Thursday, January 22, 2009

Oh, you poor babies

Memo: to Rush and the other so-privileged-they-can't-even-see-it chickenhawk-cons crying about Joseph Lowery's words.

A little word of advice.

Harden. The. Fuck. Up.

Thank You.


The man has earned the right to talk about race in such terms. You have not. Your bleating about racism is the babyish whining of people who have no notion of just how good they have it. It's extremely unbecoming. Just cut it out.

Monday, January 12, 2009

Religion and the utility argument

I was just reading Greta Christina's post on hope.

It's a wonderful post. I just wanted to explore an aspect of one of her themes and head down a little side-track.

There is an argument that is sometimes made: "but religion brings people hope".

This is a claim that religious belief is useful, even when it isn't true.

I have several issues with this claim.

Firstly, it often comes during a discussion of whether or not a religious belief is true - a discussion in which it has no place whatever - and in that context, such ground-shifting is tantamount to an admission that it isn't true (or that the support for it is so weak that such ground-shifting is required).

But let's examine an argument about its utility even if it isn't true.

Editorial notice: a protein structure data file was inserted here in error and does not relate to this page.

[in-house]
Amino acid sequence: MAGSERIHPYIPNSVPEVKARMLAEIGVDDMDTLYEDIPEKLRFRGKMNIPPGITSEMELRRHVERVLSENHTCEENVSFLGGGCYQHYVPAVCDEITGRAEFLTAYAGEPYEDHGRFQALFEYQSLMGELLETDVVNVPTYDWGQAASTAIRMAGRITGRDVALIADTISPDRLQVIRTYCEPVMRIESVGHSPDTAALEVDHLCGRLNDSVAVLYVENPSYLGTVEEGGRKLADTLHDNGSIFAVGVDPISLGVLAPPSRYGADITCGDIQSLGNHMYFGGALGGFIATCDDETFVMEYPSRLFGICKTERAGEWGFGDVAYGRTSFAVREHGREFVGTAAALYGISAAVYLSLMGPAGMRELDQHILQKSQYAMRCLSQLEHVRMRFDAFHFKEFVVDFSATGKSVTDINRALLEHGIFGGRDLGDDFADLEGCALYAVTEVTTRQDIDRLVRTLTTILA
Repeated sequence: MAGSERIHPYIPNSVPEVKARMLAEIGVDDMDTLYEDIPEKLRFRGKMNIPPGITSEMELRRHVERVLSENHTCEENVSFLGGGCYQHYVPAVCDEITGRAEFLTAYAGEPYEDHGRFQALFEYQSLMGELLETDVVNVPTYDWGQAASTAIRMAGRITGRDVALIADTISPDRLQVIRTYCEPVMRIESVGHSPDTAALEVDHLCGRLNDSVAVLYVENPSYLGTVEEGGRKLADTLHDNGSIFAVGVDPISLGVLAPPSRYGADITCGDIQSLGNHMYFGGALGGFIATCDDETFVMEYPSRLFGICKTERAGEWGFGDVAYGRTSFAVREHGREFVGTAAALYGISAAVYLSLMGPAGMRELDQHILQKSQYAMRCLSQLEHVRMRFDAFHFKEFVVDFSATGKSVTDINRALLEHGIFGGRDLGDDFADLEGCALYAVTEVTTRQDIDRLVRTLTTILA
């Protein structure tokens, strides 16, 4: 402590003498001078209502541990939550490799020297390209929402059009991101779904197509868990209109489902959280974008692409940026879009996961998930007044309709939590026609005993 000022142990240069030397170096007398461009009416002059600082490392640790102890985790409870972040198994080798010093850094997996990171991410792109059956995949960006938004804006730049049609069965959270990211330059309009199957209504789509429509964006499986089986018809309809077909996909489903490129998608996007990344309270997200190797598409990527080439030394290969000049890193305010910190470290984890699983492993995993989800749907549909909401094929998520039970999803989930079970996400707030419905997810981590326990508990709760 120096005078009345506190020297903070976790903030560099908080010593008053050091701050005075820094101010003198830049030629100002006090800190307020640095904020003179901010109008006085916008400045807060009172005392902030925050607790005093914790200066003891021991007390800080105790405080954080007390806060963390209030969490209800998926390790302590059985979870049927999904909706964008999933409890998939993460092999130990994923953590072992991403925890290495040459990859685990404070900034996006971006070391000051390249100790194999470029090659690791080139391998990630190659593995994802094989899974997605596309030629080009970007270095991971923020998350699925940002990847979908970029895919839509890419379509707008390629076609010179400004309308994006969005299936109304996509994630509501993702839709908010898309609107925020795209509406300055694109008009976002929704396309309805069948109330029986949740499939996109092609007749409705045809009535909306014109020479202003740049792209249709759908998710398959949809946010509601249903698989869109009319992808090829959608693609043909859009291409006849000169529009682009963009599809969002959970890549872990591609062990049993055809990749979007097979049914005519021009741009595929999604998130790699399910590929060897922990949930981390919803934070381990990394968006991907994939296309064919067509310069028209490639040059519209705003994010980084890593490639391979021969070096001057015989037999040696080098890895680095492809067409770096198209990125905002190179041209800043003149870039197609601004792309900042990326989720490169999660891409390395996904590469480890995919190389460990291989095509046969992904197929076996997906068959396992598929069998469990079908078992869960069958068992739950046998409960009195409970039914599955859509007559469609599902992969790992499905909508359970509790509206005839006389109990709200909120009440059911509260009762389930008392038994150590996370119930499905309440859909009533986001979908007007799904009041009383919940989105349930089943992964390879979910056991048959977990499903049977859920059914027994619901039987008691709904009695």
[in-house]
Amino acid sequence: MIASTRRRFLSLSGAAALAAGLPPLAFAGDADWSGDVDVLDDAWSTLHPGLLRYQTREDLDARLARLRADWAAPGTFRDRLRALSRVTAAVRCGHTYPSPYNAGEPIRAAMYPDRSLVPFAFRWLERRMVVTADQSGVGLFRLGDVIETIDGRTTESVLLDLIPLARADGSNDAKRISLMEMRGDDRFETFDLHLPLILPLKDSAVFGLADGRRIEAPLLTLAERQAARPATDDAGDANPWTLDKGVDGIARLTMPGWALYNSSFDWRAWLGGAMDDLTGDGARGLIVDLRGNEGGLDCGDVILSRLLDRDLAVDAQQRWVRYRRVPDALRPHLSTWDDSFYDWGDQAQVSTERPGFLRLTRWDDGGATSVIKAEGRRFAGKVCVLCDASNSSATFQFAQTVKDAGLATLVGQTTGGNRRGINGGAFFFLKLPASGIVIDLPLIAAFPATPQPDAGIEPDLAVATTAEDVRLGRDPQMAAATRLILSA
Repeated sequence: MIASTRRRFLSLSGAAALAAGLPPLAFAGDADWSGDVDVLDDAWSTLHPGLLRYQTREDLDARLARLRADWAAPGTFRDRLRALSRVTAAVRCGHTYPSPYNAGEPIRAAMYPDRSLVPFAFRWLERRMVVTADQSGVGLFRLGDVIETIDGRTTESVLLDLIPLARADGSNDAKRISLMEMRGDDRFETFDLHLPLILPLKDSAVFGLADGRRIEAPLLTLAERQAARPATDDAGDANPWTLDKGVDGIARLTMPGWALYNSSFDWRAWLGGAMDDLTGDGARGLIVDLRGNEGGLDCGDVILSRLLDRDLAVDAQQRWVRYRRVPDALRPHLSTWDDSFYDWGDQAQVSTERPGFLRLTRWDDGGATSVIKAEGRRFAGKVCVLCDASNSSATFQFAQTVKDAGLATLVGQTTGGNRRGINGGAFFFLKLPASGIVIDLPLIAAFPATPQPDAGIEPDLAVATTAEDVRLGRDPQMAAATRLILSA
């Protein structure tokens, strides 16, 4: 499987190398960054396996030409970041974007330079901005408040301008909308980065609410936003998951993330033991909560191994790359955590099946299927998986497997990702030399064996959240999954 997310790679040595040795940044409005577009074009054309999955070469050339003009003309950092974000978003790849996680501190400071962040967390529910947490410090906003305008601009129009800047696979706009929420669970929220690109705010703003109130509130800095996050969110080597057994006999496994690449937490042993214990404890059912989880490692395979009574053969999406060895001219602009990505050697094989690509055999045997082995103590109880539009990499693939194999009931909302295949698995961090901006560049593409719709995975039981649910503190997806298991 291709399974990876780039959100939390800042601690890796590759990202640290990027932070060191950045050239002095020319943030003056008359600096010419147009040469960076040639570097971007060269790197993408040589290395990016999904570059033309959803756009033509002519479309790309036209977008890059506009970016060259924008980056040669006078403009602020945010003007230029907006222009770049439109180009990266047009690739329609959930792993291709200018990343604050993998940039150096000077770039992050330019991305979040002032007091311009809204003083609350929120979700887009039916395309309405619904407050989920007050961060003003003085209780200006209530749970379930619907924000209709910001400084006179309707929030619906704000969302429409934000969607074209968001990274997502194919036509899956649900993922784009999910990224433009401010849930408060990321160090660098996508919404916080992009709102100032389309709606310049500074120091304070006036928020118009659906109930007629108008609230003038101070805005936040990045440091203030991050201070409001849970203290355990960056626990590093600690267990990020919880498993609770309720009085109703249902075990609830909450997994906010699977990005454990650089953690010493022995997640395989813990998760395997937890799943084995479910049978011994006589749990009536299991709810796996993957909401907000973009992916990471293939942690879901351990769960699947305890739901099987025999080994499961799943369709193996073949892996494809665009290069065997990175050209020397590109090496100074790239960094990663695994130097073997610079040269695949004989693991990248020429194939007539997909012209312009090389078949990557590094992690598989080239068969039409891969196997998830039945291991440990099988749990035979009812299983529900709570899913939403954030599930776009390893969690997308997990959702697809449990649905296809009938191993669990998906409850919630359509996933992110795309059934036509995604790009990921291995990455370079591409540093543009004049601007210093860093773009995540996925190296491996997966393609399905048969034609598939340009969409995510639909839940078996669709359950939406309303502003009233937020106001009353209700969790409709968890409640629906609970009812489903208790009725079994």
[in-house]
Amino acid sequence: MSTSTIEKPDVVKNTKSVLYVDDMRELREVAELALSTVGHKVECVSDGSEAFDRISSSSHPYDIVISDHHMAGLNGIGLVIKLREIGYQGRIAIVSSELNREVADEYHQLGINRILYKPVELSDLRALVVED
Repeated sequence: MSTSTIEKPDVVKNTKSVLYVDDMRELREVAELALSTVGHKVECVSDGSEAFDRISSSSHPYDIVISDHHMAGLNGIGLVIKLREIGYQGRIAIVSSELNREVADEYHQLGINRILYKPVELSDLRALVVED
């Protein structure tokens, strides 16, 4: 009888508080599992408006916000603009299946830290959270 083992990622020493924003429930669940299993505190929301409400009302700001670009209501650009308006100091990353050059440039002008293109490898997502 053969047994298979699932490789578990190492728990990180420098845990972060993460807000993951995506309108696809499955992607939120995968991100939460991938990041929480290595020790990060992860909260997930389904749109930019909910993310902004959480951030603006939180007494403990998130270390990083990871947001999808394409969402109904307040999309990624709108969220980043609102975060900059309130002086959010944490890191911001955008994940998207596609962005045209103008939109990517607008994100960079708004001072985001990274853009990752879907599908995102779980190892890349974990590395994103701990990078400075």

That some religion might be useful in some circumstances may well be the case. Is it always useful? Is it sometimes harmful?

The answer is quite plain on its face - religion for its own sake (i.e. irrespective of its truth) is not always useful, and there is plenty of evidence that it can be harmful, or that it can be used in harmful ways. I have different examples than Greta Christina, but I think she addresses this fairly well, so I won't spend time on it here.

The problem is the argument is used to justify religious belief outside those specific circumstances where it has utility. The exact circumstances where it is useful are not examined, because it isn't really being used as an argument for its use in those specific circumstances alone, but instead for its general use. It's another form of bait-and-switch; the underlying aim is to turn off the arguments against religious belief, so that religious belief can be maintained generally.

However, let us go further, and start with the assumption that in fact religious belief is useful in some circumstances, and we happen to be faced with exactly such a circumstance. Here we find a second bait-and-switch. The point is actually to support the theist's specific religious beliefs. Are they really willing to consider other religions? If we examine, say Ásatrú, and find that it's better (more useful) in these specific circumstances, will they abandon their current belief when in that circumstance and embrace Ásatrú in that situation instead?

The emptiness of the argument is immediately apparent.